24 Jan 2023
24 Jan 2023
Status: this preprint is currently under review for the journal ACP.

Self-enhanced aerosol–fog interactions in two successive radiation fog events in the Yangtze River Delta, China: A simulation study

Naifu Shao1, Chunsong Lu1, Xingcan Jia2, Yuan Wang3, Yubin Li1, Yan Yin1, Bin Zhu1, Tianliang Zhao1, Duanyang Liu4,5, Shengjie Niu1,6, Shuxiang Fan1, Shuqi Yan4,5, and Jingjing Lv1 Naifu Shao et al.
  • 1Key Laboratory for Aerosol-Cloud-Precipitation of China Meteorological Administration/Collaborative Innovation Centre on Forecast and Evaluation of Meteorological Disasters (CIC-FEMD), Nanjing University of Information Science & Technology, Nanjing, China
  • 2Institute of Urban Meteorology, China Meteorological Administration (CMA), Beijing 100089, China
  • 3Collaborative Innovation Centre for Western Ecological Safety, Lanzhou University, Lanzhou 730000, China
  • 4Nanjing Joint Institute for Atmospheric Sciences, Nanjing 211112, China
  • 5Key Laboratory of Transportation Meteorology, CMA, Nanjing 210009, China
  • 6College of Safety Science and Engineering, Nanjing Technology University, Nanjing 210009, China

Abstract. Abstract. Aerosol–fog interactions (AFIs) play pivotal roles in the fog cycle. However, few studies have focused on the differences in AFIs between two successive radiation fog events and the underlying mechanisms. To fill this knowledge gap, our study simulates two successive radiation fog events in the Yangtze River Delta, China, using the Weather Research and Forecasting model coupled with Chemistry (WRF-Chem). Our simulations indicate that AFIs in the first fog (Fog1) promote AFIs in the second one (Fog2), resulting in higher number concentration, smaller droplet size, larger fog optical depth, wider fog distribution, and longer fog lifetime in Fog2 than in Fog1. This phenomenon is defined as the self-enhanced AFIs, which are related to the following physical factors. The first one is conducive meteorological conditions between the two fog events, including low temperature, high humidity and high stability. The second one is the feedbacks between microphysics and radiative cooling. A higher fog droplet number concentration increases the liquid water path and fog optical depth, thereby enhancing the long-wave radiative cooling and condensation near the fog top. The third one is the feedbacks between macrophysics, radiation, and turbulence. A higher fog top presents stronger long-wave radiative cooling near the fog top than near the fog base, which weakens temperature inversion and strengthens turbulence, ultimately increasing the fog-top height and fog area. In summary, AFIs postpone the dissipation of Fog1 due to these two feedbacks and generate more conducive meteorological conditions before Fog2 than before Fog1. These more conducive conditions promote the earlier formation of Fog2, further enhancing the two feedbacks and strengthening the AFIs. Our findings are critical for studying AFIs and shed new light on aerosol–cloud interactions.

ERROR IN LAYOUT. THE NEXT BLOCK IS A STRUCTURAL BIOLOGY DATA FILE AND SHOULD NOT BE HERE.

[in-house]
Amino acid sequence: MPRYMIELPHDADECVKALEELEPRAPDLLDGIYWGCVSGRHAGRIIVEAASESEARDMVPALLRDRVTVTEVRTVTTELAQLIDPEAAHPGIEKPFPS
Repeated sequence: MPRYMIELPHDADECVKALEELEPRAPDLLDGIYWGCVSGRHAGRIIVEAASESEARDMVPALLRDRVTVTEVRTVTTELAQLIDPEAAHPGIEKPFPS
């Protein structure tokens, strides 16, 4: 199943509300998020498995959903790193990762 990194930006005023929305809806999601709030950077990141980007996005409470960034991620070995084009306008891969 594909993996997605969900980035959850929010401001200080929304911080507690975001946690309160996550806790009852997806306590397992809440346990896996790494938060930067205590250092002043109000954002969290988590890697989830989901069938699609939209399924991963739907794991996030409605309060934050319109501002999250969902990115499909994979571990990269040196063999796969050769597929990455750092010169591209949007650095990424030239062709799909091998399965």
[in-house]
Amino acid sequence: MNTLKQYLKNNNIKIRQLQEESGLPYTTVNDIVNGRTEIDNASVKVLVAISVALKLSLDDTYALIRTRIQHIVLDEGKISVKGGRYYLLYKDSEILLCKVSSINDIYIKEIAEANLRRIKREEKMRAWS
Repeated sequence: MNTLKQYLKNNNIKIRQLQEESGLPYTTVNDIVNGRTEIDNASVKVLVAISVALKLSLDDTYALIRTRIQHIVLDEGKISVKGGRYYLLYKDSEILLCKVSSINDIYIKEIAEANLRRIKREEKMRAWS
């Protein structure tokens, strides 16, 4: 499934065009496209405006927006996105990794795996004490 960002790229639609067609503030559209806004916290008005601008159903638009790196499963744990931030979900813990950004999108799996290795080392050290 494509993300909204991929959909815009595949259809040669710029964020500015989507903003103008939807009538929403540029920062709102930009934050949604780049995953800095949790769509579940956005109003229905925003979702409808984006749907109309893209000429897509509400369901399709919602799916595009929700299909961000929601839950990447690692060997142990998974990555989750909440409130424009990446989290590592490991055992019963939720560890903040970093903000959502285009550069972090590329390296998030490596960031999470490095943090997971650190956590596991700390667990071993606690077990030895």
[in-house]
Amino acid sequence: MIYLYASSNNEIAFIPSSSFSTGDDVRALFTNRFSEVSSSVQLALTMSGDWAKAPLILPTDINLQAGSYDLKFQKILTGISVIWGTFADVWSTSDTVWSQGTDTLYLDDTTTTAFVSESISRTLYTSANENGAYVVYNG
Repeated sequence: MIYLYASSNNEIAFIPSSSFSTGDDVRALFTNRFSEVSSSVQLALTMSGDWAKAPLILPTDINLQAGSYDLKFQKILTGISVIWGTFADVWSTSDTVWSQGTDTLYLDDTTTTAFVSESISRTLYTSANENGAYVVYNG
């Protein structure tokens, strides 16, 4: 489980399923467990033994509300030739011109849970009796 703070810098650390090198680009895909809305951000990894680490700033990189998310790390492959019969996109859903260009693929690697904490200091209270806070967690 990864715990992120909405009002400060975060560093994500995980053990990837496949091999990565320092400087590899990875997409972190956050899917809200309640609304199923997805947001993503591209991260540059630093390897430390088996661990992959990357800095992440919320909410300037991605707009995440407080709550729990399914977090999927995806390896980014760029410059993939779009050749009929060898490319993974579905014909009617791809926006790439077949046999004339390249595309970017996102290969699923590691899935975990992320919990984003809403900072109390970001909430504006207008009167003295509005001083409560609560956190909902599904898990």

Naifu Shao et al.

Status: open (until 07 Mar 2023)

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Naifu Shao et al.


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Short summary
Fog is an important meteorological phenomenon affecting visibility. Aerosols play critical roles in the fog life cycle. In this study, the self-enhanced aerosol–fog interactions (AFIs) are proposed in two successive radiation fog events (Fog1 and Fog2), defined as a phenomenon that AFIs in Fog1 enhance AFIs in Fog2. The AFIs delay Fog1 dissipation, leading to more conducive meteorological conditions and stronger AFIs in Fog2.